Proving the Business Case for the Internet of Things

Philips launches home medical alert service

Iain Morris
April 9, 2014

Dutch tech giant Royal Philips has launched a new medical alert service in the US that will notify emergency services if a user has fallen within his or her home.

The technology is aimed at elderly healthcare patients who may be too incapacitated to push a button on a standard remote-monitoring device, or use a phone, in the event of an accident at home.

It is also designed to eliminate the need for a landline, with more than a quarter of US households having already taken this step, according to data from the latest US Census Bureau.

Branded HomeSafe, the Philips (Amsterdam, Netherlands) system uses a wireless communicator that connects users to a Philips 24-hour emergency-response center.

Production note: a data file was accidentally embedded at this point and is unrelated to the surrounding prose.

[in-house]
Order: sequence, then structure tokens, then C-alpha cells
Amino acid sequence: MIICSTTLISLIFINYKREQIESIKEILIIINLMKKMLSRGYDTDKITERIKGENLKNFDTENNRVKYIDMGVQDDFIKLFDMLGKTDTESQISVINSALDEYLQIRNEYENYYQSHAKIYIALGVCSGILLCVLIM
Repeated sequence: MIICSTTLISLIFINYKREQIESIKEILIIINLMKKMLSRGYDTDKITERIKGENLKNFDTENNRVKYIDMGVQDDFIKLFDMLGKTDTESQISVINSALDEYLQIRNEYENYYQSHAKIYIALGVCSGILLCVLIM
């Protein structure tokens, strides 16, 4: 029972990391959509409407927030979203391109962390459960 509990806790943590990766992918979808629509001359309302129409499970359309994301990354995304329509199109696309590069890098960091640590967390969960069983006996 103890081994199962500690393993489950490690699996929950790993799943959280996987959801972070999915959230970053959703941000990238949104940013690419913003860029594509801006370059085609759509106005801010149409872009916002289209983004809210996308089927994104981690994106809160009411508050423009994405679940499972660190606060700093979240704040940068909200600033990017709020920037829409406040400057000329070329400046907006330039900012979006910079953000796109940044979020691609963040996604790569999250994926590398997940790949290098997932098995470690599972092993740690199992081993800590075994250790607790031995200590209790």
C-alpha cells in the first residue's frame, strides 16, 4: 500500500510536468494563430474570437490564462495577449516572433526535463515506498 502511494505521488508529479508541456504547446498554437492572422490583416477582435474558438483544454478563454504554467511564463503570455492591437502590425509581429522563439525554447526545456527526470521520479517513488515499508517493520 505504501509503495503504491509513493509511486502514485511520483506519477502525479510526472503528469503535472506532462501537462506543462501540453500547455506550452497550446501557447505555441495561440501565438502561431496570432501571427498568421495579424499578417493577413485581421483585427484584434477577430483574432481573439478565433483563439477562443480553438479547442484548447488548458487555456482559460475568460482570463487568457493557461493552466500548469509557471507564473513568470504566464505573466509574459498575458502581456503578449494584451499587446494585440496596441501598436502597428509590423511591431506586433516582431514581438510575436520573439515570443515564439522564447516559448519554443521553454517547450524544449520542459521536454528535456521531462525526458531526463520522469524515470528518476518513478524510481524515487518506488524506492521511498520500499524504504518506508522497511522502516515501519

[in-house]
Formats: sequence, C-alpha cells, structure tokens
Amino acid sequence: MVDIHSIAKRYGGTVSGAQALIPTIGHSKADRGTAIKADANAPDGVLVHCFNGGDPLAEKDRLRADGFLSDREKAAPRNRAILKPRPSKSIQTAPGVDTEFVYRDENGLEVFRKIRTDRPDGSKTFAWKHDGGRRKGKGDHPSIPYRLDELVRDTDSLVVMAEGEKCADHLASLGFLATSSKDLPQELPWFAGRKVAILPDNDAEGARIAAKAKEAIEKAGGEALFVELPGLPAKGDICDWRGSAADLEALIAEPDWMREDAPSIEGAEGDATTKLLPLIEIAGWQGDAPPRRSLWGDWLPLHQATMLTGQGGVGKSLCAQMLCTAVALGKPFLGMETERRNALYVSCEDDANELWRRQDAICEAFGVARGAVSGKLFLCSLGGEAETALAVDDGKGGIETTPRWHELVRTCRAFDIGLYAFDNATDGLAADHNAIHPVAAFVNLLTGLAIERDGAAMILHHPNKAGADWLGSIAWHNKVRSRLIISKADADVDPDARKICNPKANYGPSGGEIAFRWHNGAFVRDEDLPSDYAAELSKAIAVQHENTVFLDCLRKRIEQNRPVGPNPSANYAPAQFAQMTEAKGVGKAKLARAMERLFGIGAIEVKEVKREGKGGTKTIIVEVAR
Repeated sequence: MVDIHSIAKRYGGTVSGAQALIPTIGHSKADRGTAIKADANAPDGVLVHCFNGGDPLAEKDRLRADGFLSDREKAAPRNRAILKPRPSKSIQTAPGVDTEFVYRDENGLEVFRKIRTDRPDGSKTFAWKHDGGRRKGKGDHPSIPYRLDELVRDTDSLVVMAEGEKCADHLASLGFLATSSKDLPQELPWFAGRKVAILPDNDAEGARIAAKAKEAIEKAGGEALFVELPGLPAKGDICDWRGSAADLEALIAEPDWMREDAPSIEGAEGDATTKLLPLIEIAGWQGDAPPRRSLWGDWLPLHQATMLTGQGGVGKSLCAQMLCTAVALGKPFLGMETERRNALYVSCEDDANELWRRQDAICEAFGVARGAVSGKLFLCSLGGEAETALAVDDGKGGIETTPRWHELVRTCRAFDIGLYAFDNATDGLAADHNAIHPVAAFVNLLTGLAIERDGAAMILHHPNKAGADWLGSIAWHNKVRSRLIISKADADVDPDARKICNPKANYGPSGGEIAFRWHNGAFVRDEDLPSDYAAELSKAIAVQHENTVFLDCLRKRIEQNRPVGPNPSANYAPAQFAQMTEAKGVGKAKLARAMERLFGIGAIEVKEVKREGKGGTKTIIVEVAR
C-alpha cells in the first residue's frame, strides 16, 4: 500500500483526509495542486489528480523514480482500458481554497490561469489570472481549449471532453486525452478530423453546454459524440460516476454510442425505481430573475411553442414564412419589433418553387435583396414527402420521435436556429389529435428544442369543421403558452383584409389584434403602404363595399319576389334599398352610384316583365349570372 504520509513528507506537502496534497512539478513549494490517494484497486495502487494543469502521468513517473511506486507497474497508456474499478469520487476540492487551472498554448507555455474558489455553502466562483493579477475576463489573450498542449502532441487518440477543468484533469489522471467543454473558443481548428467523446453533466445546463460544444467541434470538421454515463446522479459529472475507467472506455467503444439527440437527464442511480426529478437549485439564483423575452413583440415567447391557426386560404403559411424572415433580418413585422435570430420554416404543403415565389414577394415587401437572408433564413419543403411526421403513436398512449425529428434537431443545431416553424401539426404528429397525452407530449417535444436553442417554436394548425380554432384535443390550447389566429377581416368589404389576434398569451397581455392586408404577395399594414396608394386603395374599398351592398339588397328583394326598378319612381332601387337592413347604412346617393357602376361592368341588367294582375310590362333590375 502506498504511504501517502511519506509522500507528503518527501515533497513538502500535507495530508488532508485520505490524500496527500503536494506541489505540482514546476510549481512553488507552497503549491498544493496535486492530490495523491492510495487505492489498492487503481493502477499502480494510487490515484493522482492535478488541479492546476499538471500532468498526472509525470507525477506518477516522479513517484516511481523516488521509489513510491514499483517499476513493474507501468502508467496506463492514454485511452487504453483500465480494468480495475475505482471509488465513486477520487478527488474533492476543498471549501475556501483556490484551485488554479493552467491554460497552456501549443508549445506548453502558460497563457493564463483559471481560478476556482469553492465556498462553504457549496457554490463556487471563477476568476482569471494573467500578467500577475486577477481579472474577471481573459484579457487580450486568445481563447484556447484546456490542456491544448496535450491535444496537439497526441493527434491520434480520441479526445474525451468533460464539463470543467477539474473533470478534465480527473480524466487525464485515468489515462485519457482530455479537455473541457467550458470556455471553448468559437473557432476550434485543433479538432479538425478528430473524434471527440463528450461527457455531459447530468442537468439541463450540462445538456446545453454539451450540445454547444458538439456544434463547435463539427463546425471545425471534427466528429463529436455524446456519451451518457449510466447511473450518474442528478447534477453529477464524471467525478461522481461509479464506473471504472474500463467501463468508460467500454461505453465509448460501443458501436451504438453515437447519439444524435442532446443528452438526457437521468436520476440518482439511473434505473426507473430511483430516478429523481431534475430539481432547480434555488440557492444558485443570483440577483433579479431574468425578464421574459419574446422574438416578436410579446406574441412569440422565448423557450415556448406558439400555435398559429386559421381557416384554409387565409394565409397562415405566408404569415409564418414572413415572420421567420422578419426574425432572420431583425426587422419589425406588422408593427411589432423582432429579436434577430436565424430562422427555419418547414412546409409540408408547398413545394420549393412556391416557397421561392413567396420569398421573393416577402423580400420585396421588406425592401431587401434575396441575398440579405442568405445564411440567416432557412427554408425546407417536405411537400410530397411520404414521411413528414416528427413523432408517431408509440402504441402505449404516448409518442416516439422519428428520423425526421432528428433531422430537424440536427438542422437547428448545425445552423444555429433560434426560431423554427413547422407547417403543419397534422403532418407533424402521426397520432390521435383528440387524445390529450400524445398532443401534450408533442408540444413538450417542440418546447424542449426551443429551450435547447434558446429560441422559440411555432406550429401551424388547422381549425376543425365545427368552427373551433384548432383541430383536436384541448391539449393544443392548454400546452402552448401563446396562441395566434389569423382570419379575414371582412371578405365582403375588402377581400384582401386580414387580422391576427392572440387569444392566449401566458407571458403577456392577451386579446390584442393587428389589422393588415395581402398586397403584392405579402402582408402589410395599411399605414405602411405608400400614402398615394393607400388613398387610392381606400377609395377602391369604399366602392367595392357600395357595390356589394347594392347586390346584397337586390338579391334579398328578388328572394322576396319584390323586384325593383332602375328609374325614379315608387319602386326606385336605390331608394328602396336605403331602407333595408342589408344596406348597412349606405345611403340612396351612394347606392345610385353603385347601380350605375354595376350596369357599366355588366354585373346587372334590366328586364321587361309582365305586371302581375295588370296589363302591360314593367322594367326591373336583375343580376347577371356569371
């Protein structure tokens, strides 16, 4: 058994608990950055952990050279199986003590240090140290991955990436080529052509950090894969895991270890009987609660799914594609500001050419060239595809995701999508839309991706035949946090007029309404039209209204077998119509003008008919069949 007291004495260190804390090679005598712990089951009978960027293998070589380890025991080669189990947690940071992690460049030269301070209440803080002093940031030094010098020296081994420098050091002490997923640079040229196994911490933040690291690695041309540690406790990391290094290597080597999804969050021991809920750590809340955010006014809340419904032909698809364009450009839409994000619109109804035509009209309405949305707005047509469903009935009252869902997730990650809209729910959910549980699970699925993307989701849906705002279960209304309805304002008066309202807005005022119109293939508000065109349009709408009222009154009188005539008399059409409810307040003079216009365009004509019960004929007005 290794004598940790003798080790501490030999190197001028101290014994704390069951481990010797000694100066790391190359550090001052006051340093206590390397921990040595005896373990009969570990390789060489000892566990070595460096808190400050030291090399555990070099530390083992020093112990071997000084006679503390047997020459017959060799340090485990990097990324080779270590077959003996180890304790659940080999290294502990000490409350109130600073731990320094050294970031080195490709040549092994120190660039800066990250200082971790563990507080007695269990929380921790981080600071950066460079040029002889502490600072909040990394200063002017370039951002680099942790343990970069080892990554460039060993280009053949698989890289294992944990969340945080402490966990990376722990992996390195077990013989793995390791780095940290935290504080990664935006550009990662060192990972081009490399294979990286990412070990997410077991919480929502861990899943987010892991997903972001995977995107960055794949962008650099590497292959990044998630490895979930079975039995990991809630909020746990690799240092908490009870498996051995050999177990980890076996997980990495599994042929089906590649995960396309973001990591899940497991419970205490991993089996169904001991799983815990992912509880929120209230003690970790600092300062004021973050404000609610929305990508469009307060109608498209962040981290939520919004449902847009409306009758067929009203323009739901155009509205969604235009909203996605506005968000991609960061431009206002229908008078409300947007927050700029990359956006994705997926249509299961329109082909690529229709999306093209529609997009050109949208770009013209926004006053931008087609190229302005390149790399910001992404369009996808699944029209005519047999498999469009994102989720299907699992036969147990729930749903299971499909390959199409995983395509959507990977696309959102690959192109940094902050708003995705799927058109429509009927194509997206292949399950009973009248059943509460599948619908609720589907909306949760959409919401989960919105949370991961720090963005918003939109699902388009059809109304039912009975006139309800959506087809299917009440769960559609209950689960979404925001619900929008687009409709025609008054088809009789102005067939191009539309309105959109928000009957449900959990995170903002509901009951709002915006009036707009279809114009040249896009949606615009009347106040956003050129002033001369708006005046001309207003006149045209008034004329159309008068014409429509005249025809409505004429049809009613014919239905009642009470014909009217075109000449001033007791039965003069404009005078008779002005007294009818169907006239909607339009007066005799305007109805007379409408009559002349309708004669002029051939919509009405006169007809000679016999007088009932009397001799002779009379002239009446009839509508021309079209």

The AutoAlert function that comes with this service is specifically designed to automatically place a call for help if a fall is detected within the household and the user is unable to push a button.

Philips says 13 million “seniors” in the US are projected to suffer a fall this year and that 6.5 million of them will not be able to get up on their own, making the AutoAlert function of critical importance.

“We are committed to helping seniors maintain independent, healthy lifestyles by offering round-the-clock access to help,” said Carlos Muchiutti, the senior director of global product management for Philips Lifeline. “We are excited to now offer a solution that does not require a landline, providing even more seniors and their families the comfort of knowing that help will be there if they need it.”

Philips says HomeSafe is designed for easy installation by seniors and their families and comes with “built-in guidance” on where best to place the wireless communicator.

The device is equipped with battery back-up that can provide up to 24 hours of support in case of a power outage, notes Philips.
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